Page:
So, even though I know Joe, I don't expect to hear from Marvel about this. As Joe mentioned in his original response to Peter, it's simply not in Marvel's best interest to take on challenges from freelancers.

But I'm ready. I'm serious. I can win. Bring it on.

Some interesting responses to last week's broadside on editorial lying. One comes from my old pal, freelance writer and ex-Marvel editor Danny Fingeroth, who brings a cross-disciplinary perspective to the subject:

"An editor's job (in relation to freelancer's) is a mix of roles, including parent, child, teacher, student, shrink, good cop, bad cop, friend, confidant, cheerleader, among many others. Each editror-creator relationship demands a different mixture of those elements. As in life itself, sometimes lying is just part of the process. When's it's capricious or gratuitous, however, then there is something very wrong.

Personal chemistry is most often a big factor in editorial-freelancer relationships. People who love working for me (or any editor) love it forpretty much the same reasons people who hate working for me hate it. Sometimes one editor can have a writer redo an entire story and thank the editor for it, other times an editor can request a two-word change and set off fireworks. The most difficult relationships can come when a new editor "inherits" a creative team from the previous editor.

Way back when, I inherited a comic written and drawn by the biggest name in comics. He was chronically way behind schedule, and the company was in danger of printing 11 issues of a monthly comic - one of the, if not the, biggest-selling comics in the industry - and I suggested putting in a "fill-in" by another almost-as-hot writer-artist. I got the go-ahead. The company made money. It boosted my status in the eyes of my bosses. And, quite significantly, THE READERS GOT TWELVE ISSUES OF A MONTHLY TITLE!!! Imagine that. They went to the store, and the comic they wanted was actually there! They could choose whether they wanted the fill-in or not. But it was there for them to buy.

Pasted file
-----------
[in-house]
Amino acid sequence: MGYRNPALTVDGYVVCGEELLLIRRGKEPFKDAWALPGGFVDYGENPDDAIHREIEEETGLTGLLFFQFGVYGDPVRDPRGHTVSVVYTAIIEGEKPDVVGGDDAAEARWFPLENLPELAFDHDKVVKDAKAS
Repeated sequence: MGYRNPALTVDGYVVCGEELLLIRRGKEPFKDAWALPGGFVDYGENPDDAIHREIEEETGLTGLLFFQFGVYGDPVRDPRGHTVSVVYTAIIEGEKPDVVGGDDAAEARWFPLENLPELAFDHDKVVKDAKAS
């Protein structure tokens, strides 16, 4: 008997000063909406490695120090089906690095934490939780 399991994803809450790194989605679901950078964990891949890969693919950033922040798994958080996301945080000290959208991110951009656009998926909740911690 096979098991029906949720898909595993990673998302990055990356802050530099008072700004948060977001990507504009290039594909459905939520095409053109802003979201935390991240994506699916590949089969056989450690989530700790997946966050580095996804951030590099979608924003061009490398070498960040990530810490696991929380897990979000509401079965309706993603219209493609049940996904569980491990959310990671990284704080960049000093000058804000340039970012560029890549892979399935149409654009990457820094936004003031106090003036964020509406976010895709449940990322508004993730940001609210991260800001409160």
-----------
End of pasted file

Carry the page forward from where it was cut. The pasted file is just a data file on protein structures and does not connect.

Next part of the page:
I doubt that, today, I would have been allowed to publish that inventory. In today's dwindling market, when you'd think creators would thank god for their assignments and get jobs done ahead of schedule, there paradoxically seems to be more slavish belief in the irreplaceability of "big name" creators on titles, which leads to rampant missing of ship-dates. This is probably part of the general move to TPB's. (A move that, in my estimation, is doomed--how many graphic novels can Barnes & Noble stock? How many can they display with their fronts facing out? I hope I'm wrong.)

My point? Just that editors are caught, as you described, in the constant push-pull between the creators and the business folks. They are the bridge and the buffer between the two sides, using their own taste and judgment--when they can--to try to put out a decent story. (This is sometimes fun, believe it or not.) Sometimes the balance shifts to one side, sometimes to the other. Unfortunately, the ones who most often get neglected are the people who actually buy the stuff."

Then there were many e-mails like the following: